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The skinny on soda pop

To reach optimum weight overall nutrition is important. And the American classic drink: ‘a ‘ is also an example of calories empty of nutrition. And since half of all Americans consume soda daily, we feel obliged to give you the skinny on why you need to move that pop to the guilty pleasure list rather than have it be a daily food group! So what’s the skinny on soda pop with respect to our weight.

[if !supportLists]1. [endif]Soda pop is not just be 'empty' of nutrition, but t may contribute to weight gain, weight retention, and the overall rates of obesity.

[if !supportLists]2. [endif]Caffeine has some benefits, but soda may have chemicals and phosphorus to make it fizzy, and it may have sugars or sweeteners.

[if !supportLists]3. [endif]The research on soda pop is not always clear, as some of the studies link sweetened sugary beverages in with sweetened sugary pop, and the newest study focuses on what they term "sugar content" when taking aim at why soda consumption should be limited. So be sure to check back in with your nutritionists to keep tabs on what is new. When looking at caffeine data the studies, including studies on miscarriages, link carbonated sodas with teas and coffees, and the salt consumption literature includes many other confounding factors.

[if !supportLists]4. [endif]The skinny on these very sugary beverages is that they contribute to obesity, and in this new large study it contributed to obesity related deaths. It was a headline in CNN, on today, March 20th 2013. In their study sugar-sweetened beverages are linked "This means about one in every 100 deaths from obesity-related diseases is caused by drinking sugary beverages," says study author Gitanjali Singh, a postdoctoral research fellow at the Harvard School of Public Health, and the United States ranked as one of the most obese, and thus one of the countries with the most sugary beverage related illnesses and death. However, the American Beverage Association dismissed the research in this CNN report, as they have in the past, as "more about sensationalism than science." And nutritionists at Women's Health Practice caution that it's important to understand what beverages are the most healthy, and why some may be healthier than others, and some may lead to more successful dieting than others.

[if !supportLists]5. [endif]Rather than getting you to always make wiser choices, as we know that too much sugar can cause weight gain, no matter how you consume it, New York City tried to ban large size sodas. It probably won't work. A Judge puts a cap on NYC soda ban Christine Quinn on 'soda-gate' and we hear that New Yorkers are very happy soda ban doesn't seem to be standing up legal. Sugary sodas thus might contribute to diabetes, cardiovascular disease and some cancers -- conditions referred to as obesity-related diseases. Researchers at Harvard in the 2010 Global Burden of Disease Study, which looks at the health and mortality of populations across the world and tried to control for TV watching, changes in physical activity levels, smoking and the consumption of all kinds of food and drink. When the researchers controlled for these factors, they were able to determine what percentage of deaths from diabetes, heart disease and cancer were linked to sugary drinks. "The investigators examined changes in sugar-sweetened beverage consumption and then its association with change in body fatness or BMI (body mass index), and subsequent deaths from cardiovascular disease, diabetes and cancer," says Rachel Johnson, professor of nutrition at the University of Vermont in Burlington and chair of the American Heart Assocation's Nutrition Committee, who was not involved in the study.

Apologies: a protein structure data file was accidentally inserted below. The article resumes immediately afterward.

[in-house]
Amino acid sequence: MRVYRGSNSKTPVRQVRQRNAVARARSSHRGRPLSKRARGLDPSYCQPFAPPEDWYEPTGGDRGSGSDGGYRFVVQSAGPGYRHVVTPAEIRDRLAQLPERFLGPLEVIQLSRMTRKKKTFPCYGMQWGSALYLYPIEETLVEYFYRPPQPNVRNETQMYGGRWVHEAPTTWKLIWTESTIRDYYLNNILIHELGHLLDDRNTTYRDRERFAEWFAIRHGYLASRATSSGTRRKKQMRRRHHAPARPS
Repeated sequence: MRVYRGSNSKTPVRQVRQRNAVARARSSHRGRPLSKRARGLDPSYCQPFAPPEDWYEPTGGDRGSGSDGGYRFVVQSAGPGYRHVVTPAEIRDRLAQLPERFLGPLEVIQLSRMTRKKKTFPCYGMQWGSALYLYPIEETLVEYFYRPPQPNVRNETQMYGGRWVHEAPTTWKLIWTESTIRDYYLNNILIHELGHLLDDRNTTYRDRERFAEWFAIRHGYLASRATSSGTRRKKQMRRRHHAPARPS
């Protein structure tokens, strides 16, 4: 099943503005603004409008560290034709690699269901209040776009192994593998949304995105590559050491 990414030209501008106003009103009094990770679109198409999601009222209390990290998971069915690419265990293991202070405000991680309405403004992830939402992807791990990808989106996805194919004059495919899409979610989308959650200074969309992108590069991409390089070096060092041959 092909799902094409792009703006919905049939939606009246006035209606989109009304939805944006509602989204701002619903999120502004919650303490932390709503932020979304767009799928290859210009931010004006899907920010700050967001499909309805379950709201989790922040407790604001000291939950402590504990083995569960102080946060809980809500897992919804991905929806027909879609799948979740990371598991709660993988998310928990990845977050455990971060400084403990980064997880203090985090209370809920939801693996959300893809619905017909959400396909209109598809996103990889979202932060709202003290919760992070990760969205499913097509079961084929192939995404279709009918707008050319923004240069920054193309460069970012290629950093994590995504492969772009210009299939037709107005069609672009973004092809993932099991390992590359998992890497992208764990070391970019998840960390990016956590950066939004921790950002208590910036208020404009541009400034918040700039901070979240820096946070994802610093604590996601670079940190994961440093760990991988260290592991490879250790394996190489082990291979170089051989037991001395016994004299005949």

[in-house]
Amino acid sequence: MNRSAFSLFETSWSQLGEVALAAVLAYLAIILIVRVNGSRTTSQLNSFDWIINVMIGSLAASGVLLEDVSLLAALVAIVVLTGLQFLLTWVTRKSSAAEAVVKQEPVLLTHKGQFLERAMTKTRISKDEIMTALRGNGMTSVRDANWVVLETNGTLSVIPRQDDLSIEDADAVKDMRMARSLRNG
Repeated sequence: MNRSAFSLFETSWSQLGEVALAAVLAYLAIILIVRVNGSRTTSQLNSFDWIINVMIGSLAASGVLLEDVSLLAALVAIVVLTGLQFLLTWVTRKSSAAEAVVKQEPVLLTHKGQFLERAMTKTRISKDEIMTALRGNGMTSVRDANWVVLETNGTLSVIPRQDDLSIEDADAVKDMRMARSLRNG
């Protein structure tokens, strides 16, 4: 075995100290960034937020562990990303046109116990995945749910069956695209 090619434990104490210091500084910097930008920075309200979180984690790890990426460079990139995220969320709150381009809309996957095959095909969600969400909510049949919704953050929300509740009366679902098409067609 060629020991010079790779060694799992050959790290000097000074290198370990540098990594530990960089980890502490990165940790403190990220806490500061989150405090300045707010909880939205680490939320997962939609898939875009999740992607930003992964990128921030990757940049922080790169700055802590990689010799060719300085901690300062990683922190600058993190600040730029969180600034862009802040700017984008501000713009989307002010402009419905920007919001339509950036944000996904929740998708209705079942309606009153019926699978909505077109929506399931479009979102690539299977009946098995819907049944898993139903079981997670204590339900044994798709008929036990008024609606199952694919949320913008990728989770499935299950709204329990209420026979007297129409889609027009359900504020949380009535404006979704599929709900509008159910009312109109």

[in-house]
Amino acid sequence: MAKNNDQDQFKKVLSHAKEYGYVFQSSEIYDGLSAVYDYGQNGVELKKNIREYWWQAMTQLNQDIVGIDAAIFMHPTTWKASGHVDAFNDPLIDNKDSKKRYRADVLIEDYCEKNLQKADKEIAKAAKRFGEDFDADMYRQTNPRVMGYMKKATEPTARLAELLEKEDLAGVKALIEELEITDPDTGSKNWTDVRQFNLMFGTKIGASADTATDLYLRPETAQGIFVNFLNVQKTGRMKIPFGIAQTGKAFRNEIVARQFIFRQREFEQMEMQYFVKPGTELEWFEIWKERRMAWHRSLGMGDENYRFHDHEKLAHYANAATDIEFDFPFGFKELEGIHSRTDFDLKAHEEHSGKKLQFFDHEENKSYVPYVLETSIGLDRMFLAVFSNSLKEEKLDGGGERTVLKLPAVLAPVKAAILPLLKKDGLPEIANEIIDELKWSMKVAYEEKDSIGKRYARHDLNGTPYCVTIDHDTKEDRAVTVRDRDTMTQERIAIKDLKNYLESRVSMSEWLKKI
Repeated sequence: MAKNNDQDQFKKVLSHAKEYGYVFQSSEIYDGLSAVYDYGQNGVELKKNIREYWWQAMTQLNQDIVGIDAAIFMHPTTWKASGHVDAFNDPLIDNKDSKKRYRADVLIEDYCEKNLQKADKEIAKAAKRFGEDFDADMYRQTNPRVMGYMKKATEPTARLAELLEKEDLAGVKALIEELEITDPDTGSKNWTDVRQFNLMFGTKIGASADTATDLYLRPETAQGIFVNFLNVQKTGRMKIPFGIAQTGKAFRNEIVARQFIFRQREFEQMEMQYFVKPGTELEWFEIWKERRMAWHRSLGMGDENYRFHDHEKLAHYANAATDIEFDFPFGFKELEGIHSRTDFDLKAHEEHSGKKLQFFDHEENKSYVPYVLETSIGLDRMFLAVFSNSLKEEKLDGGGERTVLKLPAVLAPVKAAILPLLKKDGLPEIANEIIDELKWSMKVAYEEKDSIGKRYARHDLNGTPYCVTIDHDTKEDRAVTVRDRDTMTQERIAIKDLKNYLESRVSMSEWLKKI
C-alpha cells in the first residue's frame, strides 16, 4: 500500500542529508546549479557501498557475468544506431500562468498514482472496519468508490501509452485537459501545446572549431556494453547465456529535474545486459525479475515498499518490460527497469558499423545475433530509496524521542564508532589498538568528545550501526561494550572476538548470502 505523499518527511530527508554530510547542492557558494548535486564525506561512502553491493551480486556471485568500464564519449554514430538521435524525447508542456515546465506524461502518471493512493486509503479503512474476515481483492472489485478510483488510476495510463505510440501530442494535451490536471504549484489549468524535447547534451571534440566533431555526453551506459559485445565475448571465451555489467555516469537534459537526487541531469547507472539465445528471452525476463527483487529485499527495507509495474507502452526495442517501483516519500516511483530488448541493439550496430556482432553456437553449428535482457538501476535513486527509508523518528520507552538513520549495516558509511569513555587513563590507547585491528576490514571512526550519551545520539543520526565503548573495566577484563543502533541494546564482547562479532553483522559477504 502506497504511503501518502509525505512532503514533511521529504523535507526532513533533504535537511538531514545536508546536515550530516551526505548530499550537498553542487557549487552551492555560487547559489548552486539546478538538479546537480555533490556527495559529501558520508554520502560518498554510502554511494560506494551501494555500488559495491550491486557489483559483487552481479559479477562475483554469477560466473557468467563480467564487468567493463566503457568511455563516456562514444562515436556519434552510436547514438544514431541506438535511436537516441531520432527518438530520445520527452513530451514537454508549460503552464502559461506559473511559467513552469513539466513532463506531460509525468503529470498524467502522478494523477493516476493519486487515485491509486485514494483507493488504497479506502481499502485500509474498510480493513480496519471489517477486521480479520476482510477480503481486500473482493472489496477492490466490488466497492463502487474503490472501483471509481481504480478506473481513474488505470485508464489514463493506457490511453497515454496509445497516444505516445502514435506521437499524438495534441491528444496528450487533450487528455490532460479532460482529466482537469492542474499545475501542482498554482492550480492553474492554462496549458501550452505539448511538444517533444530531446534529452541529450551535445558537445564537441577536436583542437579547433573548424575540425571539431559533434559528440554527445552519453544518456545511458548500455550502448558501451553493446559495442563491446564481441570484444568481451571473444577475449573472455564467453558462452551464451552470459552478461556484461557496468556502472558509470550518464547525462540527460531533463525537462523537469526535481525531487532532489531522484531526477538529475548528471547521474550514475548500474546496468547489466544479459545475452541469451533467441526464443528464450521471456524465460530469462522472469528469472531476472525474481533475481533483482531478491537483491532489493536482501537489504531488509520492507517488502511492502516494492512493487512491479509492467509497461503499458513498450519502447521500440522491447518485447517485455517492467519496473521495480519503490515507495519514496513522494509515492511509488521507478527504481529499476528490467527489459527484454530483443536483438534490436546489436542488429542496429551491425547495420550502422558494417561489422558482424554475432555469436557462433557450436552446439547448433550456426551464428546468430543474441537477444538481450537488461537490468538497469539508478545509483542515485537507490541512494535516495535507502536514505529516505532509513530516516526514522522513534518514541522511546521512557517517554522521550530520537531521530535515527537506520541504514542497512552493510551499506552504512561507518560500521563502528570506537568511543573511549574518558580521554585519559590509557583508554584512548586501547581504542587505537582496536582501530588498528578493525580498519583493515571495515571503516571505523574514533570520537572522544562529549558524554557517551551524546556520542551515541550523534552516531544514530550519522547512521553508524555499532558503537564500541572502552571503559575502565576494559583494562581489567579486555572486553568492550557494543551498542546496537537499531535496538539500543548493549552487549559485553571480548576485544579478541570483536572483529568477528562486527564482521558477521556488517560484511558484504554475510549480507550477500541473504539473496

[if !supportLists]6. [endif]The issue is still why is soda itself a problem. The body does not seem to detect fullness as well when you drink sugary drinks. And your stomach may not be able to recognize the difference between that very sweet tasting diet pop vs non-diet pop either! Recently the American Heart Association came out with a scientific statement about sugar intake and heart health because it says there is new evidence about the relationship between the two. In fact their site has excellent resources on pop consumption. The statement says some research has found a link between sugar consumption and cardiovascular disease, while other research has not found a direct link.

[if !supportLists]7. [endif]Count your drinks in with your carbs! The AHA says that the best way to maintain a healthy weight and to decrease the risk of heart disease is to eat a healthy diet and to limit added sugar to no more than 100 calories a day for women and 150 for men (25 g of carbs total, so watch the overall carbs too!). Soft drinks and other sugar-sweetened beverages are the main source of added sugars in the American diet, according to the statement. One 12-ounce regular soda contains the equivalent of 10 teaspoons of sugar and has about 140 calories. So if you really want to be a bit skinnier, or just continue to be just this skinny, rethink that pop you are reaching for! And that is the skinny on soda consumption.

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